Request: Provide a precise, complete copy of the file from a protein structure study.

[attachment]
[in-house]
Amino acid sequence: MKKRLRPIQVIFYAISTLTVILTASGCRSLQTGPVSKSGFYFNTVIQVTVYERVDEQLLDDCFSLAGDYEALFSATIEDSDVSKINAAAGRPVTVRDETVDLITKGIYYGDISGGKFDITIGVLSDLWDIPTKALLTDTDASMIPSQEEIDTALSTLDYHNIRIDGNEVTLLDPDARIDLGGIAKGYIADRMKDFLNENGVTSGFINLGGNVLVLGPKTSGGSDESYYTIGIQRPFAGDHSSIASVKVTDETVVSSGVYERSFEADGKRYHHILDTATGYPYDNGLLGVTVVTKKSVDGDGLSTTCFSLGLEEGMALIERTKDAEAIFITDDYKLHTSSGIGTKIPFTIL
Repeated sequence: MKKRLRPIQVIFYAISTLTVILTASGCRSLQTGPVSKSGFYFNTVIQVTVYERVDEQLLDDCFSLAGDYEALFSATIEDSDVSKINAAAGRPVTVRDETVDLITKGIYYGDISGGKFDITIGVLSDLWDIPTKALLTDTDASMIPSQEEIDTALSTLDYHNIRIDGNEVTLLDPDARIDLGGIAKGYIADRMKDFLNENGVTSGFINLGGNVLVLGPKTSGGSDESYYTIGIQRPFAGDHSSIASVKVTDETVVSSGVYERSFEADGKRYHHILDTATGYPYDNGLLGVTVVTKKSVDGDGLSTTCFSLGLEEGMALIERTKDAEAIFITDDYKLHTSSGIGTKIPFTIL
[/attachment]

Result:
[in-house]
Amino acid sequence: MKKRLRPIQVIFYAISTLTVILTASGCRSLQTGPVSKSGFYFNTVIQVTVYERVDEQLLDDCFSLAGDYEALFSATIEDSDVSKINAAAGRPVTVRDETVDLITKGIYYGDISGGKFDITIGVLSDLWDIPTKALLTDTDASMIPSQEEIDTALSTLDYHNIRIDGNEVTLLDPDARIDLGGIAKGYIADRMKDFLNENGVTSGFINLGGNVLVLGPKTSGGSDESYYTIGIQRPFAGDHSSIASVKVTDETVVSSGVYERSFEADGKRYHHILDTATGYPYDNGLLGVTVVTKKSVDGDGLSTTCFSLGLEEGMALIERTKDAEAIFITDDYKLHTSSGIGTKIPFTIL
Repeated sequence: MKKRLRPIQVIFYAISTLTVILTASGCRSLQTGPVSKSGFYFNTVIQVTVYERVDEQLLDDCFSLAGDYEALFSATIEDSDVSKINAAAGRPVTVRDETVDLITKGIYYGDISGGKFDITIGVLSDLWDIPTKALLTDTDASMIPSQEEIDTALSTLDYHNIRIDGNEVTLLDPDARIDLGGIAKGYIADRMKDFLNENGVTSGFINLGGNVLVLGPKTSGGSDESYYTIGIQRPFAGDHSSIASVKVTDETVVSSGVYERSFEADGKRYHHILDTATGYPYDNGLLGVTVVTKKSVDGDGLSTTCFSLGLEEGMALIERTKDAEAIFITDDYKLHTSSGIGTKIPFTIL